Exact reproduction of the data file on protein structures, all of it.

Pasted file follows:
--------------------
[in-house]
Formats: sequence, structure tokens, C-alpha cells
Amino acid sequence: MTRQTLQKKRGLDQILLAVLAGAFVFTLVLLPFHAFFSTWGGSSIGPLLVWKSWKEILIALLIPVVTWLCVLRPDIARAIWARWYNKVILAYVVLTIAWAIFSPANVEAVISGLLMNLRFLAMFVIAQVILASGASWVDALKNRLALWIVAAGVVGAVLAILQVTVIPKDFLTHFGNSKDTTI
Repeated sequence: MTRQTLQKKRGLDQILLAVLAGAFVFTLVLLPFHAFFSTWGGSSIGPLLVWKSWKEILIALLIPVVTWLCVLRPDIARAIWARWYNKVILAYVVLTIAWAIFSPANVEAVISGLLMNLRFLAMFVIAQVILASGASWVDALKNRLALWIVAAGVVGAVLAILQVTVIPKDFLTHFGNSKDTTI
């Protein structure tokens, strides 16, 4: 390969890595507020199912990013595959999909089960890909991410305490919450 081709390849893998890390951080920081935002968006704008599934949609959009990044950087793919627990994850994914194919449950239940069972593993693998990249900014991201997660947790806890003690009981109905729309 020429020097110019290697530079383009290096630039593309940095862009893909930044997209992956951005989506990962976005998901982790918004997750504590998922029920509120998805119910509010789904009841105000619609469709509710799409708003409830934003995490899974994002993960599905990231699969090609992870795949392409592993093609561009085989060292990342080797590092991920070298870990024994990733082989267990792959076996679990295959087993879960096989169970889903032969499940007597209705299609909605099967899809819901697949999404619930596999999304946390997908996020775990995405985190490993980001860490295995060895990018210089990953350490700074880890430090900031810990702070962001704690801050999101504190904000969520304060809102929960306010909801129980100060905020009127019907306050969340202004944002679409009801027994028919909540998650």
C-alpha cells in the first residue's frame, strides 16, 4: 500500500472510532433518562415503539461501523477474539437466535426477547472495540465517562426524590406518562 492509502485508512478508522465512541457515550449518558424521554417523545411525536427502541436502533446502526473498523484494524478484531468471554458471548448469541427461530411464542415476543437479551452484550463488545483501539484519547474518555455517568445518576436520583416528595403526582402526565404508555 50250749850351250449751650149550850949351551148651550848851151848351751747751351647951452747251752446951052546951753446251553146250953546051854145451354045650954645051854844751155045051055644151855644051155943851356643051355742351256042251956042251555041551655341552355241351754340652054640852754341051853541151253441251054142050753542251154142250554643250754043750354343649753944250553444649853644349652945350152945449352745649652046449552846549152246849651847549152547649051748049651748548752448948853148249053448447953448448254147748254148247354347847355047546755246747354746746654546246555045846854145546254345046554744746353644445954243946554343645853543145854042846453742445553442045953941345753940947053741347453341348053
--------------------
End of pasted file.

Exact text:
[in-house]
Formats: sequence, structure tokens, C-alpha cells
Amino acid sequence: MTRQTLQKKRGLDQILLAVLAGAFVFTLVLLPFHAFFSTWGGSSIGPLLVWKSWKEILIALLIPVVTWLCVLRPDIARAIWARWYNKVILAYVVLTIAWAIFSPANVEAVISGLLMNLRFLAMFVIAQVILASGASWVDALKNRLALWIVAAGVVGAVLAILQVTVIPKDFLTHFGNSKDTTI
Repeated sequence: MTRQTLQKKRGLDQILLAVLAGAFVFTLVLLPFHAFFSTWGGSSIGPLLVWKSWKEILIALLIPVVTWLCVLRPDIARAIWARWYNKVILAYVVLTIAWAIFSPANVEAVISGLLMNLRFLAMFVIAQVILASGASWVDALKNRLALWIVAAGVVGAVLAILQVTVIPKDFLTHFGNSKDTTI
């Protein structure tokens, strides 16, 4: 390969890595507020199912990013595959999909089960890909991410305490919450 081709390849893998890390951080920081935002968006704008599934949609959009990044950087793919627990994850994914194919449950239940069972593993693998990249900014991201997660947790806890003690009981109905729309 020429020097110019290697530079383009290096630039593309940095862009893909930044997209992956951005989506990962976005998901982790918004997750504590998922029920509120998805119910509010789904009841105000619609469709509710799409708003409830934003995490899974994002993960599905990231699969090609992870795949392409592993093609561009085989060292990342080797590092991920070298870990024994990733082989267990792959076996679990295959087993879960096989169970889903032969499940007597209705299609909605099967899809819901697949999404619930596999999304946390997908996020775990995405985190490993980001860490295995060895990018210089990953350490700074880890430090900031810990702070962001704690801050999101504190904000969520304060809102929960306010909801129980100060905020009127019907306050969340202004944002679409009801027994028919909540998650």
C-alpha cells in the first residue's frame, strides 16, 4: 500500500472510532433518562415503539461501523477474539437466535426477547472495540465517562426524590406518562 492509502485508512478508522465512541457515550449518558424521554417523545411525536427502541436502533446502526473498523484494524478484531468471554458471548448469541427461530411464542415476543437479551452484550463488545483501539484519547474518555455517568445518576436520583416528595403526582402526565404508555 50250749850351250449751650149550850949351551148651550848851151848351751747751351647951452747251752446951052546951753446251553146250953546051854145451354045650954645051854844751155045051055644151855644051155943851356643051355742351256042251956042251555041551655341552355241351754340652054640852754341051853541151253441251054142050753542251154142250554643250754043750354343649753944250553444649853644349652945350152945449352745649652046449552846549152246849651847549152547649051748049651748548752448948853148249053448447953448448254147748254148247354347847355047546755246747354746746654546246555045846854145546254345046554744746353644445954243946554343645853543145854042846453742445553442045953941345753940947053741347453341348053